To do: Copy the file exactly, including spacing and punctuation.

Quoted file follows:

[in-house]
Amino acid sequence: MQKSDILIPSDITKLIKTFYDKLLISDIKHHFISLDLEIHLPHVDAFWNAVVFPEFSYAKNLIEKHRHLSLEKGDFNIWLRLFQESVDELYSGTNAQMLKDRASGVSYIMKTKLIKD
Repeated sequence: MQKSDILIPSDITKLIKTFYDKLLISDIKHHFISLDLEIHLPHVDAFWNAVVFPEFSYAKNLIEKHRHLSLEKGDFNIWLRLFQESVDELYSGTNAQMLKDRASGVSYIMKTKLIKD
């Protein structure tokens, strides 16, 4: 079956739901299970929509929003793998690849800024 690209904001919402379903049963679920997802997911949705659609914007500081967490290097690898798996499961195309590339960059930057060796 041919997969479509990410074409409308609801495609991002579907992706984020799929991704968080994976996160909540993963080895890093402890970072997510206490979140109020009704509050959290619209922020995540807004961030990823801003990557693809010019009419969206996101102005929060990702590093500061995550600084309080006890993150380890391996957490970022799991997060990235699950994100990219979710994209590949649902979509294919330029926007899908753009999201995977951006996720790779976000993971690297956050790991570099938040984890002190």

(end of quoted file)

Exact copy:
[in-house]
Amino acid sequence: MQKSDILIPSDITKLIKTFYDKLLISDIKHHFISLDLEIHLPHVDAFWNAVVFPEFSYAKNLIEKHRHLSLEKGDFNIWLRLFQESVDELYSGTNAQMLKDRASGVSYIMKTKLIKD
Repeated sequence: MQKSDILIPSDITKLIKTFYDKLLISDIKHHFISLDLEIHLPHVDAFWNAVVFPEFSYAKNLIEKHRHLSLEKGDFNIWLRLFQESVDELYSGTNAQMLKDRASGVSYIMKTKLIKD
């Protein structure tokens, strides 16, 4: 079956739901299970929509929003793998690849800024 690209904001919402379903049963679920997802997911949705659609914007500081967490290097690898798996499961195309590339960059930057060796 041919997969479509990410074409409308609801495609991002579907992706984020799929991704968080994976996160909540993963080895890093402890970072997510206490979140109020009704509050959290619209922020995540807004961030990823801003990557693809010019009419969206996101102005929060990702590093500061995550600084309080006890993150380890391996957490970022799991997060990235699950994100990219979710994209590949649902979509294919330029926007899908753009999201995977951006996720790779976000993971690297956050790991570099938040984890002190």